Bezrukova’s research has shown that diversity programs have the greatest impact when they are delivered alongside related initiatives, such as mentoring or networking for minority professionals.

When organizations demonstrate a commitment to diversity, employees are more motivated to learn about and understand these social issues and apply that in their daily interactions, she said.

You can integrate DEI training with sessions that more broadly cover company culture, employee welfare and retention, or ongoing professional development. As a starting point, DEI training should absolutely be part of the new employee onboarding process as much as company vision.

Whether it’s through reading materials, videos and webinars, or more interactive learning such as gamification and immersive simulations, learner engagement should be at the forefront of L&D planning.

5. Maintain and evolve diversity and inclusion training over time

For DEI training to stay relevant to your organization, it needs to be updated and evolve with the make-up of your company over time. Otherwise, there is the risk it could become just a box-ticking exercise that employees fail to truly absorb.

Diversity awareness and focus must be a part of a company’s culture in all aspects … For training to be effective, the message must be reinforced regularly, and managers must coach their employees when they see behaviors and attitudes that contradict an inclusive environment, said Shane Green, author of Culture Hacker (Wiley, 2017).

Data gathering and both qualitative and quantitative analysis should be conducted periodically so that training can be tweaked to reflect the changing make-up of your workforce.

So this is the training challenge for L&D or HR managers, but how do you make progress happen in an effective, efficient and measurable way? Immersive learning and simulations should be a key part of the modern corporate training toolkit.

Immersive learning: Human skills training, tangible results

Immersive learning places the learner in an interactive environment that replicates possible real-life scenarios. This environment can be created on a computer screen or with physical technology, such as virtual reality headsets.

Roleplay scenarios, simulations and virtual worlds are all types of immersive learning experience.

Immersive learning can be ideal for human skills training in decision-making environments, as opposed to absorbing new information and following rigid processes. Immersive learning is also the right choice when you want to measure the tangible results.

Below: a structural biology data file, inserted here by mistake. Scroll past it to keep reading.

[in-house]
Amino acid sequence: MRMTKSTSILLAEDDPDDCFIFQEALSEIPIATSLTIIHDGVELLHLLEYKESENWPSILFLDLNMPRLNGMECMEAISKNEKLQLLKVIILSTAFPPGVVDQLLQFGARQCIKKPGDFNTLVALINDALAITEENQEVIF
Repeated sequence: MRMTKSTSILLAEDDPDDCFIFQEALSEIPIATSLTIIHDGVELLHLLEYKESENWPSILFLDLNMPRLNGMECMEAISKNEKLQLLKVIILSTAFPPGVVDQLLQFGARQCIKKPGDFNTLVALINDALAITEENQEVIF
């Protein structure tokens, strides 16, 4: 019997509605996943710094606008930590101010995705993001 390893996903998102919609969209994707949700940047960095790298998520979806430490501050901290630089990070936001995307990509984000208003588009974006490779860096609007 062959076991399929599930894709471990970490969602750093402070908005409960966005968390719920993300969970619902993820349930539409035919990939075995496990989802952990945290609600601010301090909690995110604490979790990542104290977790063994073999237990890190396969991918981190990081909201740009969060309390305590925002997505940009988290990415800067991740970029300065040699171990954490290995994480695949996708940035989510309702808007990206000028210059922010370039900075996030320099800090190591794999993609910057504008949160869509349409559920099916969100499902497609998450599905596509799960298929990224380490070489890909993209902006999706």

When-immersive-simulation-is-the-right-fit
The benefits of immersive learning simulations for diversity training include:

Active learning

Immersive simulations allow learners to apply both conscious and unconscious decision making in true to life scenarios, and to see the impact of their actions within a safe practice environment.

Psychological safety

Numerous studies, including notable research by Google, have shown that psychological safety is key to team success. If people feel free to try out new things and potentially make mistakes within a team dynamic, they are more likely to generate new ideas and drive positive change. Simulations provide that safe practice environment for employees to test themselves.

Scalable digital delivery

Immersive learning simulations can be rolled out at scale, even on a global level, without the physical constraints of logistics and resources that come with a classroom environment and instructor-led training (ILT). As content evolves with new priorities and training goals, digital learning can be quickly updated and rolled out regardless of location or time zone.

Learner analytics & behavioral insights

Immersive learning and simulation-based training can generate useful data for L&D or HR managers to identify areas for improvement. Learner analytics and the behavioral insights that can be gained allow managers to better support individuals or groups, and to improve training content that could be more effective or engaging.

Our own immersive learning solutions for DEI training have been shown to bring tangible impact and behavior change.

In addition to our off the shelf training content, ETU’s awarding winning immersive simulations are used by leading global brands to:

  • Reduce the risk of unconscious bias
  • Encourage empathy in discussion and decision making
  • Display advocacy and proactive anti-racism
  • Promote equity with feedback
  • Build highly-inclusive teams
  • Understand and guard against sexual harassment
  • Improve communication
  • Reduce gender inequality and encourage gender expression in the workplace

If you’re interested in exploring how our immersive learning solutions can help you to transform and future-proof organizational culture, contact us to learn more and discuss your needs.


ETU-Sowmya-Sudhindranath-200x200Sowmya Sudhindranath, Chief Services Officer
Sowmya has 20+ years experience in the talent development industry, with expertise in building effective learning strategies and implementing them successfully. She is known for curating engaging experiences using learning technologies in diversity and inclusion, onboarding, reskilling, compliance, and leadership development. Her experience crosses many geographies and industries, and her programs have received multiple awards from industry associations.